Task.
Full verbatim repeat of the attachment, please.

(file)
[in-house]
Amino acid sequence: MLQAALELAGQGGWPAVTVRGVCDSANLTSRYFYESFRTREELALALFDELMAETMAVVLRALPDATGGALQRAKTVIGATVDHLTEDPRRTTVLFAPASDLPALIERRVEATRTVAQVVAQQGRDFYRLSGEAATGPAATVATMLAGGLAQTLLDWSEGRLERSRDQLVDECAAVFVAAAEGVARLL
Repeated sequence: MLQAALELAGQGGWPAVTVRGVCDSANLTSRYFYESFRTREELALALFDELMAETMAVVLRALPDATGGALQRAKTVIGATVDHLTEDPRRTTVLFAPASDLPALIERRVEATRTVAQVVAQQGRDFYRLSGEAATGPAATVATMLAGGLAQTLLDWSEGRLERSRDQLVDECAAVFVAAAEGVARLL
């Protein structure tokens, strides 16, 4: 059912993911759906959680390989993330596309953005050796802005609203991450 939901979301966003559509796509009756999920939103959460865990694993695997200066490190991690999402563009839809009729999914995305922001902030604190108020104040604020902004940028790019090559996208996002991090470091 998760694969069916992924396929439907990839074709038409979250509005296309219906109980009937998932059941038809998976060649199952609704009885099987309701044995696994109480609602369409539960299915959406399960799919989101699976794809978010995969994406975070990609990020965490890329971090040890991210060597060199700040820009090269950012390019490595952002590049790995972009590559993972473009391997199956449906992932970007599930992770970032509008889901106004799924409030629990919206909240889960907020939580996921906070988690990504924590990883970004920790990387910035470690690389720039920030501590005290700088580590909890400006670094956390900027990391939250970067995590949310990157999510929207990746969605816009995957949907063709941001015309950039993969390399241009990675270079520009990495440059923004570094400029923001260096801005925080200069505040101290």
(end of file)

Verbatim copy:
[in-house]
Amino acid sequence: MLQAALELAGQGGWPAVTVRGVCDSANLTSRYFYESFRTREELALALFDELMAETMAVVLRALPDATGGALQRAKTVIGATVDHLTEDPRRTTVLFAPASDLPALIERRVEATRTVAQVVAQQGRDFYRLSGEAATGPAATVATMLAGGLAQTLLDWSEGRLERSRDQLVDECAAVFVAAAEGVARLL
Repeated sequence: MLQAALELAGQGGWPAVTVRGVCDSANLTSRYFYESFRTREELALALFDELMAETMAVVLRALPDATGGALQRAKTVIGATVDHLTEDPRRTTVLFAPASDLPALIERRVEATRTVAQVVAQQGRDFYRLSGEAATGPAATVATMLAGGLAQTLLDWSEGRLERSRDQLVDECAAVFVAAAEGVARLL
């Protein structure tokens, strides 16, 4: 059912993911759906959680390989993330596309953005050796802005609203991450 939901979301966003559509796509009756999920939103959460865990694993695997200066490190991690999402563009839809009729999914995305922001902030604190108020104040604020902004940028790019090559996208996002991090470091 998760694969069916992924396929439907990839074709038409979250509005296309219906109980009937998932059941038809998976060649199952609704009885099987309701044995696994109480609602369409539960299915959406399960799919989101699976794809978010995969994406975070990609990020965490890329971090040890991210060597060199700040820009090269950012390019490595952002590049790995972009590559993972473009391997199956449906992932970007599930992770970032509008889901106004799924409030629990919206909240889960907020939580996921906070988690990504924590990883970004920790990387910035470690690389720039920030501590005290700088580590909890400006670094956390900027990391939250970067995590949310990157999510929207990746969605816009995957949907063709941001015309950039993969390399241009990675270079520009990495440059923004570094400029923001260096801005925080200069505040101290």